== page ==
A MATTER OF PRINCIPAL
The outgoing senior-class president of Denver's Manual High School blames the principal for the fracas that marred the school's centennial graduation ceremonies on May 29. The principal blames the kid and the kid's mother. The media blames Kinshasa Sayers, the graduating senior who commandeered the microphone.
And meanwhile, Sayers says, the real issue--low graduation rates for black males--still isn't being addressed.
He'd wanted to discuss that problem when he grabbed the mike. "I have a right to speak at my own graduation," Sayers managed to say before being cut off by school officials. "Why are no black males speaking?"
Ten days later, that's still a difficult question to answer.
Senior-class president Ernest Jones, who also is black, claims principal Linda Bates Transou is using him as a scapegoat because he declined a last-minute offer to speak.
"Why would Transou and others misrepresent the events which preceded the graduation?" Ernest Jones asks in a letter delivered to metro newspapers last week. "I conclude that Transou did so because she recognized her error in failing to include a black male student speaker in the program. I conclude that she believed that she could remedy her public relations debacle by using me as her excuse for inaction."
Transou counters, "That's not the Ernie Jones I knew as a student here at Manual. That sounds like his mother."
From the start of this senior year, tensions had been simmering at Manual over the school's low expectations and high dropout rates for black students. Kinshasa Sayers says he got involved after a January walkout by black students, joining an advisory committee that Transou formed to identify the problem and find solutions.
"But it was just another committee, and nothing happened," he says.
Kinshasa and his father, Alfred Sayers, a vocal and active parent who attends most PTA and other school meetings with his wife and children, went public with their criticisms of Manual. The most glaring statistic: Only six black males out of an initial freshman class of 58 would graduate in May.
Transou contends that only four of those students dropped out. The others, she says, transferred to other schools or were seeking their GEDs elsewhere.
But the Sayers and Jones families point out that even if Transou's numbers are accurate, they don't reflect the students who transferred to another high school and dropped out once they got there.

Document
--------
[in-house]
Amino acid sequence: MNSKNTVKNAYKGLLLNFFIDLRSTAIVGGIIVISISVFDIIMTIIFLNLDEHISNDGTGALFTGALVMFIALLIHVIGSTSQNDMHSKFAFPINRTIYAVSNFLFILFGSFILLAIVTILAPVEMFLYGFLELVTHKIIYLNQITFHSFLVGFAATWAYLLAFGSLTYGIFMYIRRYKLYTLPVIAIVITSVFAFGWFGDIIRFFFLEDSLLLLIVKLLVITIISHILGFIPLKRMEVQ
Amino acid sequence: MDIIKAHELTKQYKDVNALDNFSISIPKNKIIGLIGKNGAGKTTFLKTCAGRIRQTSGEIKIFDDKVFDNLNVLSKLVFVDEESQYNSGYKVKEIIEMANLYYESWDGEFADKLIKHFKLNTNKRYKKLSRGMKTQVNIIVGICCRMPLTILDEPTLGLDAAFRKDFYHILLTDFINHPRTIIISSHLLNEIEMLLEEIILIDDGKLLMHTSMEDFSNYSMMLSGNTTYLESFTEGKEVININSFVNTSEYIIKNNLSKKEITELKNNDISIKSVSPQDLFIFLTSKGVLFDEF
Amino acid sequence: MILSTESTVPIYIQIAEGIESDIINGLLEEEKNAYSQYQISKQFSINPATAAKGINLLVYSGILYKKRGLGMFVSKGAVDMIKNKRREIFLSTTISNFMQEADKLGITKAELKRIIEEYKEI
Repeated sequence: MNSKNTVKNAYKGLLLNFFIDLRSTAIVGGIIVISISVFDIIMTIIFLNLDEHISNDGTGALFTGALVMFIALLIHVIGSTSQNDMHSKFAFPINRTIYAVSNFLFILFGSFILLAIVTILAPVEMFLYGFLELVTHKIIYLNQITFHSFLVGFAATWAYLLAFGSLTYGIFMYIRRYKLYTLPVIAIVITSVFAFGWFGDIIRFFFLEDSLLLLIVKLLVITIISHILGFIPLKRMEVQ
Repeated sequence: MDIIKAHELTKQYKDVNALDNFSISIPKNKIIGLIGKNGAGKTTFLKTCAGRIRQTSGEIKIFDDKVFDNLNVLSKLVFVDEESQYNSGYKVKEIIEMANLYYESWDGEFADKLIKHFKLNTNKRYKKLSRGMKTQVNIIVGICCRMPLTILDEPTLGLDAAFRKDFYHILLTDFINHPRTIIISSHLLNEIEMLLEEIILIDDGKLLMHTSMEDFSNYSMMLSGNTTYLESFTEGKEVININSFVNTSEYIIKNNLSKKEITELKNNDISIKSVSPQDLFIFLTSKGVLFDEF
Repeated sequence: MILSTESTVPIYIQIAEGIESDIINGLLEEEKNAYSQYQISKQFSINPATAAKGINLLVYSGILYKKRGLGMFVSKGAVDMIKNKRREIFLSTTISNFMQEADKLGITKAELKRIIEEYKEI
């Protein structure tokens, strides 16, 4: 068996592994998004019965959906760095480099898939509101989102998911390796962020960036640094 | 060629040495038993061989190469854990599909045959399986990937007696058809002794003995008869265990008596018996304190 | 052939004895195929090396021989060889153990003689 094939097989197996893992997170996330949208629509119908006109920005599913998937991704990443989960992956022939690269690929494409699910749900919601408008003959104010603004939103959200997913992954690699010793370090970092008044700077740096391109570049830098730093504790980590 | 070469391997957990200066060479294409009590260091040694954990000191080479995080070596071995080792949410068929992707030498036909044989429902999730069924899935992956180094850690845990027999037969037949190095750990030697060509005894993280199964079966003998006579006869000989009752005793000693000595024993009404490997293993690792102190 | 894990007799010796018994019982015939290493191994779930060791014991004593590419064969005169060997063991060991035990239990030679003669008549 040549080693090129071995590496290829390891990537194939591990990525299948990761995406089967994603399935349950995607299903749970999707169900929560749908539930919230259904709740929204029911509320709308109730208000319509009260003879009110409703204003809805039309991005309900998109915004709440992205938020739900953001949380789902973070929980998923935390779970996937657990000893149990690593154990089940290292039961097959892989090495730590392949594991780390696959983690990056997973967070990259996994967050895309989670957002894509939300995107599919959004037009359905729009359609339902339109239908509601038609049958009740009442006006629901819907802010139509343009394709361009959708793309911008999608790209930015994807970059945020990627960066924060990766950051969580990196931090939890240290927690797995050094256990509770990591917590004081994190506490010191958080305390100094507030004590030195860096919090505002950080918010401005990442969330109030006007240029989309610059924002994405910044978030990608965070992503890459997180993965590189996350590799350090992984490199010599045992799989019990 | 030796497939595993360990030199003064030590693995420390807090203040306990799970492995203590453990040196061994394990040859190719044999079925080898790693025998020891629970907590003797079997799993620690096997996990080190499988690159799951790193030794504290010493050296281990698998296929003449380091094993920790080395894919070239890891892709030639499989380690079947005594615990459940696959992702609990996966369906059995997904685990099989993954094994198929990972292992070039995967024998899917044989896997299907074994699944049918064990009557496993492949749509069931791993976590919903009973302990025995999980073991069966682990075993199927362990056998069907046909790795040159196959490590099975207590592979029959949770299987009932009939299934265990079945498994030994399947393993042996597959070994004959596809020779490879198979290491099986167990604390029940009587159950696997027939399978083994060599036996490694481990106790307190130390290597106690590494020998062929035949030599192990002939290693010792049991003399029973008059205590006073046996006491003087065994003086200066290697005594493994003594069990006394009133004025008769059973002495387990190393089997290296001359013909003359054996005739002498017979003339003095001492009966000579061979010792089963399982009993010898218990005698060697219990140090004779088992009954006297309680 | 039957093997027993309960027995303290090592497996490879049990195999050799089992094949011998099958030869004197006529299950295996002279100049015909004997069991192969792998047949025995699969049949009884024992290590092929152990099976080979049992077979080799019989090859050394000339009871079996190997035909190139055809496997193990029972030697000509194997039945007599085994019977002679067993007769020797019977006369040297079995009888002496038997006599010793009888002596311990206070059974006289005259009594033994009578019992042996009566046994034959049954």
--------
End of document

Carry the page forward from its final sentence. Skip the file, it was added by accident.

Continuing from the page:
According to Denver Public Schools statistics, Denver high schools lose as much as half of their student populations--of all races--before graduation, and minorities typically leave school in disproportionate numbers. The Jones/Sayers contingent argues that Manual, a school noted for its successful black male graduates (including the current mayors of Denver and Seattle) should be trying to find ways to keep kids in school rather than trying to find fault with the numbers.
"It's about having positive role models," says Margot Jones, Ernest's mother, who joined the graduation protest by wearing black tape over her mouth and circulating through the crowd with a sign reading "Black men denied a voice at Manual."
"If there's little kids in the audience, with all that's going on in the lives of young black men these days, they need to be told how to get through high school," she says, "even that they can get through high school. And one of these six or seven young men should have been the one to tell them."
If the graduation ceremonies had gone as originally planned, he would have been the one to do so, Ernest Jones says.
"I was asked by the graduation planning committee to give the welcoming remarks a month before the graduation," his letter states. "I willingly accepted this honor. About two weeks before the graduation, and only after I inquired of the student council teacher advisor, did I learn for the first time that I would not speak during the ceremony."
In the meantime, Kinshasa Sayers was one of thirteen students, and the only black male, who tried out to be a commencement speaker. He believes that the selection committee, composed of both students and teachers, didn't choose him because of his previous remarks about Manual's failures.
Transou says she had nothing to do with either Kinshasa's rejection or Ernest Jones being removed as a ceremony speaker. "I only okayed what others decided," she explains.
But eleven days before the graduation ceremony, the student council unanimously endorsed a proposal that Ernest Jones bring together the black male graduates and prepare a speech that would be delivered by one of them. Transou rejected the notion.